Sorry, I forgot to mention the "keeping your weight shifted to the unclipped foot" bit!

Just sort of came naturally to me, and then I realize it doesn't to everyone.
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Old 11-19-05, 12:55 PM   #20
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Originally Posted by Digital Gee
I'm loving this thread, because it's answering questions I didn't even realize I had. That said, here's another:

I know this guy who's got a MTB with platform pedals who's starting to get an itch for a road bike. (Hard to imagine, I know.) How does one give a road bike with clips or with clipless pedals a road test if one isn't accustomed to such a rig? Does the LBS set up the bike with platforms just for the test drive? If you let me know, I can let him know.

Yes, if the LBS is any good.

Pedals are easy to remove and change out.
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Old 11-19-05, 12:58 PM   #21
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Quote:
Originally Posted by Digital Gee
I'm loving this thread, because it's answering questions I didn't even realize I had. That said, here's another:

I know this guy who's got a MTB with platform pedals who's starting to get an itch for a road bike. (Hard to imagine, I know.) How does one give a road bike with clips or with clipless pedals a road test if one isn't accustomed to such a rig? Does the LBS set up the bike with platforms just for the test drive? If you let me know, I can let him know.

If the bike has clipless pedals on, then you would have to be wearing a shoe with the correct type of cleat on for that type of pedal. Not so difficult on Mountain bikes as most ofus use Shimano or Shimano compatable pedals that use the same cleat. However, from what I understand, Road clipless pedals come in a wide variety that are not compatable with each other.
The best thing the shop could do is to change the pedals to the prospective customers preference, so that he can give the bike a proper trial. After all, its a 2 minute job for the shop to change the pedals for a prospective sale on that Latest top of the range Tour de France lookalike so that YOU can try the bike in comfort. Then if you decide to buy the bike, get them to leave the platforms on, but also supply the clipless as a start to the bargaining point, for when funds allow for a pair of SPD shoes. Incidentally, Unless you are into road riding on a serious basis, Get a pair of the mountain bike type shoes, that are walkable in, just in case you want to walk round some of the fantastic scenery you have on your rides.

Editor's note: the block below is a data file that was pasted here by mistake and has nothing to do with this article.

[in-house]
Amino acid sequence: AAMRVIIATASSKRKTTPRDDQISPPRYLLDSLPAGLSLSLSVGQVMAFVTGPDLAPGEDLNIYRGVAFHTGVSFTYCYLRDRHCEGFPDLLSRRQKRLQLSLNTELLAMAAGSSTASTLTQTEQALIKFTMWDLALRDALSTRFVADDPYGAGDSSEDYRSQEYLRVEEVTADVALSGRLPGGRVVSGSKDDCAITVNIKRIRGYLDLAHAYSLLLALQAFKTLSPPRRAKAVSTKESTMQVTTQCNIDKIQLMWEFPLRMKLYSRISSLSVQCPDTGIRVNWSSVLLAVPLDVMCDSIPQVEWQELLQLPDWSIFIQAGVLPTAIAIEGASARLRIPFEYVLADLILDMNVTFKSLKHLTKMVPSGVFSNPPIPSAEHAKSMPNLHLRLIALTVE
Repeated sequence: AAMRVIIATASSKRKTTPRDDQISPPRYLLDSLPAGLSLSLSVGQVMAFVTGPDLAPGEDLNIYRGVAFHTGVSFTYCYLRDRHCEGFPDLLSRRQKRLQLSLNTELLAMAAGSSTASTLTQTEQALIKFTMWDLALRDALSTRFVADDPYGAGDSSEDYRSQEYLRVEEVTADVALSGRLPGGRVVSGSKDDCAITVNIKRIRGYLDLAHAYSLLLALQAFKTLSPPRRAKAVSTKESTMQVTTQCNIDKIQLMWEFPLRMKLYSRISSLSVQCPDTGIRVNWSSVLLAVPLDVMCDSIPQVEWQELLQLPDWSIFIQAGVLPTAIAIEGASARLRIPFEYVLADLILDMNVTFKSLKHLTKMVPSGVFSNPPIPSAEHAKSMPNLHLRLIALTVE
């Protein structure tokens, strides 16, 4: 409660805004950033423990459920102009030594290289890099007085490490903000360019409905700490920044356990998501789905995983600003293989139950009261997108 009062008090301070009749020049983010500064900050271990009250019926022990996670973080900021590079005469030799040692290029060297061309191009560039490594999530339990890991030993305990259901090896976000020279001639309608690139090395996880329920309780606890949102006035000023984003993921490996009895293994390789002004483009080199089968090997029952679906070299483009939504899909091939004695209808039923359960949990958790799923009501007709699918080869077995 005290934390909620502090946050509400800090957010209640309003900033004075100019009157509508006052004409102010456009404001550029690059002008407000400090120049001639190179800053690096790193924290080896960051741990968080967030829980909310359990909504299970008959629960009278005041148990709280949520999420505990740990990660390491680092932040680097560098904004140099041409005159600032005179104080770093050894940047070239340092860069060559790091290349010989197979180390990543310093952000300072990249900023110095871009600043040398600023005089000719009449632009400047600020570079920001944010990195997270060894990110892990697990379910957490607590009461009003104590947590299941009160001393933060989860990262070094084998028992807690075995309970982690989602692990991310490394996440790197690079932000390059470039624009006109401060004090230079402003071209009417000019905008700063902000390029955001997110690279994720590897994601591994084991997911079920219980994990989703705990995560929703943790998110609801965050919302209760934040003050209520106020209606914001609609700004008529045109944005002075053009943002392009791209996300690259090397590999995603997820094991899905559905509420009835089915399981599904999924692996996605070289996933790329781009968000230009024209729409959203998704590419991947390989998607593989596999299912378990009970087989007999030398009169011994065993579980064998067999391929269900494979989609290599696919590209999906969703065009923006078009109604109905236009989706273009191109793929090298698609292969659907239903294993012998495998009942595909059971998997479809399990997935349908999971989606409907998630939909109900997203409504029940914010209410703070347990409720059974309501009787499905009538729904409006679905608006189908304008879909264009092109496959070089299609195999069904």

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Old 11-19-05, 01:22 PM   #22
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Gary,
Take your regular pedals off your bike and and carry them down to the bike shop along with your regular riding shoes. When test riding that new bike, eliminate as many variables as possible so you can focus on the "feel" of the new bike itself.

As with aerobars, STI, a new pair of skis, etc.....amazing how spending time and growing familiar with something makes it seem more natural, easier, less self-conscious......its the same with clipless pedals. Most people just grow into them, sometimes sooner, sometimes later-- then won't give them up. Except for a few hardheads like me with friction dt's or FarHorizon with platforms.

Stepfam is right on with SPD's for day touring and schmoozing. That's why, over time, people get more than one bike.....for different styles of riding: be it harder training rides, heads-up on and off the bike day cruising on different road surfaces for lovely autumn days like this (CA dude here), or going to the store. Among other differences, that second or third bike may have its own style of pedal.

Viva la difference!
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Old 11-19-05, 03:05 PM   #23
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I was hesitant about clipless, but so far itís been great. They were adjusted for me loose to begin with using mountain style sneaker-looking shoes. They might have gotten a bit looser over time. So far, no falls, but a near miss here or there when stopping with my mind wandering. Even then, the foot pops out real quickly.
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Old 11-19-05, 05:32 PM   #24
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Many Shimano SPD Pedals come with temporary plastic platforms for this very reason. And, as stated earlier, a good bike shop will put some "test ride" pedals on.
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Old 11-19-05, 07:42 PM   #25
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Quote:
Originally Posted by Hwy 40 Blue
Chickening out, I ordered it with platform pedals and put Power Grips on. Those are straps that hold your foot much like toe clips. I wear sneakers. I'm happy, but I keep wondering if I should give clipless another go.
I use Power Grips on my Lightning Thunderbolt Recumbent and love em.
It is a SWB and the peddles are a bit above my butt as I ride down the
road. I have had em for a couple of years now and am proficient enough
that I can stay strapped into one at a stoplight and pickup the other one
on the fly right off the line.

I didn't like the idea of CLIPLESS peddles or whatever you call em cause
I prefer to wear tennis shoes when I ride. That and levis or shorts. And I didn't like the tappa tappa tappa sound that those special shoes leave on the pavement. I am not into wearing lyrca as I am afraid I would look effeminete or like a goofus in that stuff.

Power Grips are a nice way to go and I do pick up a little extra speed with em.

Ned Goudy